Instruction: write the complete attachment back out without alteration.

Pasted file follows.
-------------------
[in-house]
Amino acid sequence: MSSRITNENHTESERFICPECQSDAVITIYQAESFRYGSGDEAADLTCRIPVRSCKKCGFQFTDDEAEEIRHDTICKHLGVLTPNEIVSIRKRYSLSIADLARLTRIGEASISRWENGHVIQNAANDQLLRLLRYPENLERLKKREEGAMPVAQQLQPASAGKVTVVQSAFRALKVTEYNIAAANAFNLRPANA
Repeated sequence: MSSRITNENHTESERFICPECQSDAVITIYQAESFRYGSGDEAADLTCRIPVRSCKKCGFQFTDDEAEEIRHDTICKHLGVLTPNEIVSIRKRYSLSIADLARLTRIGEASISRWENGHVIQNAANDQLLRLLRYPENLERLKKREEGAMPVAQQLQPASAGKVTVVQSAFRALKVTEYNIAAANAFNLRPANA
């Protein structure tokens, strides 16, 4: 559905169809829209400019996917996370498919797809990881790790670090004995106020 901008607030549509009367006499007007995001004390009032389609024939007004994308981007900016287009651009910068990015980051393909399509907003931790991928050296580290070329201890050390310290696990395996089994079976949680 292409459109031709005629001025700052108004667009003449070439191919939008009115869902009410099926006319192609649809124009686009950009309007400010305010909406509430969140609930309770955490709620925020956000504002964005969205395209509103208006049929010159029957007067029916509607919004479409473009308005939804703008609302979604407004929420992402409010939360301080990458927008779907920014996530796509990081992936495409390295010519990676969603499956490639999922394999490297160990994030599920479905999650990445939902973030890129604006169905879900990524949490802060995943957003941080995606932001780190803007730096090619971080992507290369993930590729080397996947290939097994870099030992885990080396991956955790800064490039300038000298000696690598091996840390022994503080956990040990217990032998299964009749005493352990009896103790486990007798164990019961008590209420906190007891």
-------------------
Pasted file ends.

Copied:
[in-house]
Amino acid sequence: MSSRITNENHTESERFICPECQSDAVITIYQAESFRYGSGDEAADLTCRIPVRSCKKCGFQFTDDEAEEIRHDTICKHLGVLTPNEIVSIRKRYSLSIADLARLTRIGEASISRWENGHVIQNAANDQLLRLLRYPENLERLKKREEGAMPVAQQLQPASAGKVTVVQSAFRALKVTEYNIAAANAFNLRPANA
Repeated sequence: MSSRITNENHTESERFICPECQSDAVITIYQAESFRYGSGDEAADLTCRIPVRSCKKCGFQFTDDEAEEIRHDTICKHLGVLTPNEIVSIRKRYSLSIADLARLTRIGEASISRWENGHVIQNAANDQLLRLLRYPENLERLKKREEGAMPVAQQLQPASAGKVTVVQSAFRALKVTEYNIAAANAFNLRPANA
């Protein structure tokens, strides 16, 4: 559905169809829209400019996917996370498919797809990881790790670090004995106020 901008607030549509009367006499007007995001004390009032389609024939007004994308981007900016287009651009910068990015980051393909399509907003931790991928050296580290070329201890050390310290696990395996089994079976949680 292409459109031709005629001025700052108004667009003449070439191919939008009115869902009410099926006319192609649809124009686009950009309007400010305010909406509430969140609930309770955490709620925020956000504002964005969205395209509103208006049929010159029957007067029916509607919004479409473009308005939804703008609302979604407004929420992402409010939360301080990458927008779907920014996530796509990081992936495409390295010519990676969603499956490639999922394999490297160990994030599920479905999650990445939902973030890129604006169905879900990524949490802060995943957003941080995606932001780190803007730096090619971080992507290369993930590729080397996947290939097994870099030992885990080396991956955790800064490039300038000298000696690598091996840390022994503080956990040990217990032998299964009749005493352990009896103790486990007798164990019961008590209420906190007891």